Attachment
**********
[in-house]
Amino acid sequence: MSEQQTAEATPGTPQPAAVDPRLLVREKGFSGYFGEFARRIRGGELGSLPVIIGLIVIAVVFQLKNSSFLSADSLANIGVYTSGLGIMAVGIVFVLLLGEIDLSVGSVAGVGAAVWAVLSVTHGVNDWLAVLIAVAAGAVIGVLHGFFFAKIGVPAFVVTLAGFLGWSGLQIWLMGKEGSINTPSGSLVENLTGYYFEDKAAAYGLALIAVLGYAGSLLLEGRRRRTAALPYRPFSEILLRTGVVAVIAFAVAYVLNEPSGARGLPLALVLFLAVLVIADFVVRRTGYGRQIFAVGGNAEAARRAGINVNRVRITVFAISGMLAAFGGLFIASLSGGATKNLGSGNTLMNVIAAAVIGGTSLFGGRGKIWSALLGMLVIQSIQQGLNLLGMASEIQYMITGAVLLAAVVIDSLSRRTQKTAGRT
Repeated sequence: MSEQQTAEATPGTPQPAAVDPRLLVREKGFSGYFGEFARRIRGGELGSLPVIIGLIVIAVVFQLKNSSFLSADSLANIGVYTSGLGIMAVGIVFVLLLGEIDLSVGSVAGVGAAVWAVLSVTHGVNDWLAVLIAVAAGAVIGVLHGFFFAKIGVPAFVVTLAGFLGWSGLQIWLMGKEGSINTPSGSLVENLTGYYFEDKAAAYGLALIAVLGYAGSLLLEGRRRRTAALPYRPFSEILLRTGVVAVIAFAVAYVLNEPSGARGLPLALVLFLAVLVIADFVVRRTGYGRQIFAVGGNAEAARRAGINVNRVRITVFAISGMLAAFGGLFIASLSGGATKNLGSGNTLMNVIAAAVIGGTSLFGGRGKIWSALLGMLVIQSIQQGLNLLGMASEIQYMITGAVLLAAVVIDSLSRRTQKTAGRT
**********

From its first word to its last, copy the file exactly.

[in-house]
Amino acid sequence: MSEQQTAEATPGTPQPAAVDPRLLVREKGFSGYFGEFARRIRGGELGSLPVIIGLIVIAVVFQLKNSSFLSADSLANIGVYTSGLGIMAVGIVFVLLLGEIDLSVGSVAGVGAAVWAVLSVTHGVNDWLAVLIAVAAGAVIGVLHGFFFAKIGVPAFVVTLAGFLGWSGLQIWLMGKEGSINTPSGSLVENLTGYYFEDKAAAYGLALIAVLGYAGSLLLEGRRRRTAALPYRPFSEILLRTGVVAVIAFAVAYVLNEPSGARGLPLALVLFLAVLVIADFVVRRTGYGRQIFAVGGNAEAARRAGINVNRVRITVFAISGMLAAFGGLFIASLSGGATKNLGSGNTLMNVIAAAVIGGTSLFGGRGKIWSALLGMLVIQSIQQGLNLLGMASEIQYMITGAVLLAAVVIDSLSRRTQKTAGRT
Repeated sequence: MSEQQTAEATPGTPQPAAVDPRLLVREKGFSGYFGEFARRIRGGELGSLPVIIGLIVIAVVFQLKNSSFLSADSLANIGVYTSGLGIMAVGIVFVLLLGEIDLSVGSVAGVGAAVWAVLSVTHGVNDWLAVLIAVAAGAVIGVLHGFFFAKIGVPAFVVTLAGFLGWSGLQIWLMGKEGSINTPSGSLVENLTGYYFEDKAAAYGLALIAVLGYAGSLLLEGRRRRTAALPYRPFSEILLRTGVVAVIAFAVAYVLNEPSGARGLPLALVLFLAVLVIADFVVRRTGYGRQIFAVGGNAEAARRAGINVNRVRITVFAISGMLAAFGGLFIASLSGGATKNLGSGNTLMNVIAAAVIGGTSLFGGRGKIWSALLGMLVIQSIQQGLNLLGMASEIQYMITGAVLLAAVVIDSLSRRTQKTAGRT